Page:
Figure 1. Visualising environmental noise data using grid overlay around Cambridge City.

There has been limited research focused on understanding how human emotion impacts when exploring an urban environment. A study (Matei et al., 2001) has started to use this method by mapping human emotion around a place, by visualising on a map individual feelings (fear and comfort) in Los Angeles. However, although this is an early study in this area, the data was recorded prior and did not report in real-time which would have given a deeper understanding into the overall impact. The use of self-reporting to record well-being is becoming increasingly popular (Woodward et al., 2020) especially through mobile systems such as Mappiness (MacKerron, 2012) and WiMO (Mody et al., 2009) because of their ability to link the individual’s emotion to a particular location.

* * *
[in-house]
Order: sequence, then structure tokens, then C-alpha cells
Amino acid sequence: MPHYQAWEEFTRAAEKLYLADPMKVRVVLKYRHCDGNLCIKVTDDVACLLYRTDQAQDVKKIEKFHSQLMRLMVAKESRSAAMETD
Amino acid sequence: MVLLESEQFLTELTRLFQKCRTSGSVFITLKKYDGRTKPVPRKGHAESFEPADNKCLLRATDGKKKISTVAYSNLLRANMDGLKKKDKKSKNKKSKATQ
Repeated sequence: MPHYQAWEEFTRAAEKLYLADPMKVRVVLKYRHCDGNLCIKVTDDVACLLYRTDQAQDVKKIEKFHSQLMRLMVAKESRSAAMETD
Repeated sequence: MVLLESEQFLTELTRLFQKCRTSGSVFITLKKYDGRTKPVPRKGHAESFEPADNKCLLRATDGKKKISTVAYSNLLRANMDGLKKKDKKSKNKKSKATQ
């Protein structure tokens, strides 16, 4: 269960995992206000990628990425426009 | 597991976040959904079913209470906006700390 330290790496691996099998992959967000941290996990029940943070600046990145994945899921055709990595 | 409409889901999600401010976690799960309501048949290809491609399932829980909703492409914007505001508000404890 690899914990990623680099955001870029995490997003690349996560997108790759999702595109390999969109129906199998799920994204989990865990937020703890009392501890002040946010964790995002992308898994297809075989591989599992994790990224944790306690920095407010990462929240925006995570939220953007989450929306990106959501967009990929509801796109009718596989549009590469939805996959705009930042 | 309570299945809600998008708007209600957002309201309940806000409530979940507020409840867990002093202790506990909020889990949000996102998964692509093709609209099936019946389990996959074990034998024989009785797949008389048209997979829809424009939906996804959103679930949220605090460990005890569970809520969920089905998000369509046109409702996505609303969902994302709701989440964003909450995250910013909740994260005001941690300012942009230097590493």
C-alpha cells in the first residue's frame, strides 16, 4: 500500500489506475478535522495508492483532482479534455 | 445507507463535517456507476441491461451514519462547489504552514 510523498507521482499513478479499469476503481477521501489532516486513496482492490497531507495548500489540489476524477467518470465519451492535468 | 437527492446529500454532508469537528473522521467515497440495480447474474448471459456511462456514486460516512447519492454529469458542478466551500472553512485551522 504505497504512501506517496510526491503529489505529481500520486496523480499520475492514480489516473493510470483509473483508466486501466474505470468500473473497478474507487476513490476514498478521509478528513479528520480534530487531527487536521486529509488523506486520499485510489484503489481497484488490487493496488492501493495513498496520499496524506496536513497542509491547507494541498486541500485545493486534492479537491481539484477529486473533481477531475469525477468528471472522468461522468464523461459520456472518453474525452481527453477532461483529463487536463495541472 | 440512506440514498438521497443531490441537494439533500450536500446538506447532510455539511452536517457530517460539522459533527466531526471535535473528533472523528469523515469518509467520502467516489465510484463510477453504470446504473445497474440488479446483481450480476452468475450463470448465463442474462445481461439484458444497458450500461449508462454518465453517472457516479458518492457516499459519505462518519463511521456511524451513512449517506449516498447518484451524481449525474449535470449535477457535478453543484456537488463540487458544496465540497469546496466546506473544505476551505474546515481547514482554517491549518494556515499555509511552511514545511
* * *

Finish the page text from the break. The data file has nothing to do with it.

We explore the use of physiological and environmental sensors in an urban city context to monitor how the environment impacts stress. The built environments considered in this work consist of both green spaces and urban built area allowing us to understand how the exposure to natural green spaces may promote greater attention restoration and stress recovery than visiting built environments. We propose a new method of spatial exploration and visualisation to help reduce stress within urban environments.

2. Spatial Aggregation and Visualisation

To visualise the dynamic trends, the urban area needs to be divided in smaller areas. Binning is a frequently used method to visualise geographical patterns which use heat maps of the data. Figure 1 illustrates the heat map of the physiological sensor data from one user data along within the city environment. The heat map shows that stressful hotspots are scattered along the path and not confined to one particular area.